Alan Ross, of Sharon, Mass., faced a similar role reversal after he took a layoff package from Digital Equipment Corporation, based in Maynard, Mass. Divorced, he found his grown children offering much-needed moral support as he asked himself, ``What do you want to do with your life now, Alan?''
Mr. Ross became certified as a math and physics teacher, only to discover that teaching positions were not in great supply. ``I used to complain to my children quite frequently,'' he recalls. ``They'd say, `Don't worry, Dad, you'll find something. We love you.' ''
Last summer he accepted a job as a software support representative. Although he earns less than he did at Digital, he says he welcomes the chance to be back in the corporate world.
Some families must make other major adjustments. When Glenn Cunningham of Winchester, Mass., was laid off after 22 years as an engineer in the power industry, he and his wife had to take the difficult step of selling the house they had lived in for 14 years. They moved to smaller quarters in the same town.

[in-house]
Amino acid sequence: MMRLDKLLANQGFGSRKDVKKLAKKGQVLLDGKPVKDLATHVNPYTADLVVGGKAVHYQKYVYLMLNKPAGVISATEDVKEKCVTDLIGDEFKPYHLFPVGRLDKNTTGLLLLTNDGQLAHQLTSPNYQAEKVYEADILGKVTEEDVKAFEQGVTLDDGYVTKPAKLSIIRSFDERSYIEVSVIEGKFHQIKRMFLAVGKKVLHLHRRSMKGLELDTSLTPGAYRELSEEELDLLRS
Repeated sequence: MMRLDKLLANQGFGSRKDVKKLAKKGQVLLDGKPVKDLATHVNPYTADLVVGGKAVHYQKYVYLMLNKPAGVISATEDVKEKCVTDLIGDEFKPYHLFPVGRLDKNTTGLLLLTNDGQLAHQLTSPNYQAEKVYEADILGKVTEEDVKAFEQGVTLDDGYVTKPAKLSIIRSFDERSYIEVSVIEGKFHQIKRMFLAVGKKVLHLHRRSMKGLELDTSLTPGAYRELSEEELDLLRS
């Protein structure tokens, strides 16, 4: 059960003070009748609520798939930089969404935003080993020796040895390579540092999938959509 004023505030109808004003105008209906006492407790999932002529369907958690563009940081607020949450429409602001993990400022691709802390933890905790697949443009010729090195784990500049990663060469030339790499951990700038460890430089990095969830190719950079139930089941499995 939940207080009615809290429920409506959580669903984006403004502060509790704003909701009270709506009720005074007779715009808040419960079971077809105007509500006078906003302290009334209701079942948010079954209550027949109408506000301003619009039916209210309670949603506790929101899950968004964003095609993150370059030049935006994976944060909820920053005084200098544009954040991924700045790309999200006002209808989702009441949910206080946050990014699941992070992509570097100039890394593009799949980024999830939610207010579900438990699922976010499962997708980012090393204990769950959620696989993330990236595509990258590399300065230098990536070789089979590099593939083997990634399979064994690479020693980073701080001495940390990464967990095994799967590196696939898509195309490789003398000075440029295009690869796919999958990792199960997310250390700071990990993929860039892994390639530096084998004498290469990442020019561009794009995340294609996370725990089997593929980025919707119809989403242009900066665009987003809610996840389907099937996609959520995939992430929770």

During 23 months of unemployment, Mr. Cunningham found solace and aid from a variety of sources. ``My wife was certainly my first line of help and support throughout the process,'' he says. ``I really can't praise her enough. She picked up extra hours at work, and she really kept me strong. My children were also very supportive.''
The couple also found strength in their religious beliefs.
``Unemployment was an experience like no other in being dependent on God and His promises, and to a certain extent on others in a way we hadn't been before,'' says Cunningham, who recently returned to work as a contract engineer in his original field. ``I prefer to give. It's hard to receive. That's one element where it was very much a learning experience, learning to be dependent, to exercise our faith in new ways, and to appreciate the prayers of the many - and there were many - people in our church who indicated their support and prayer for us.''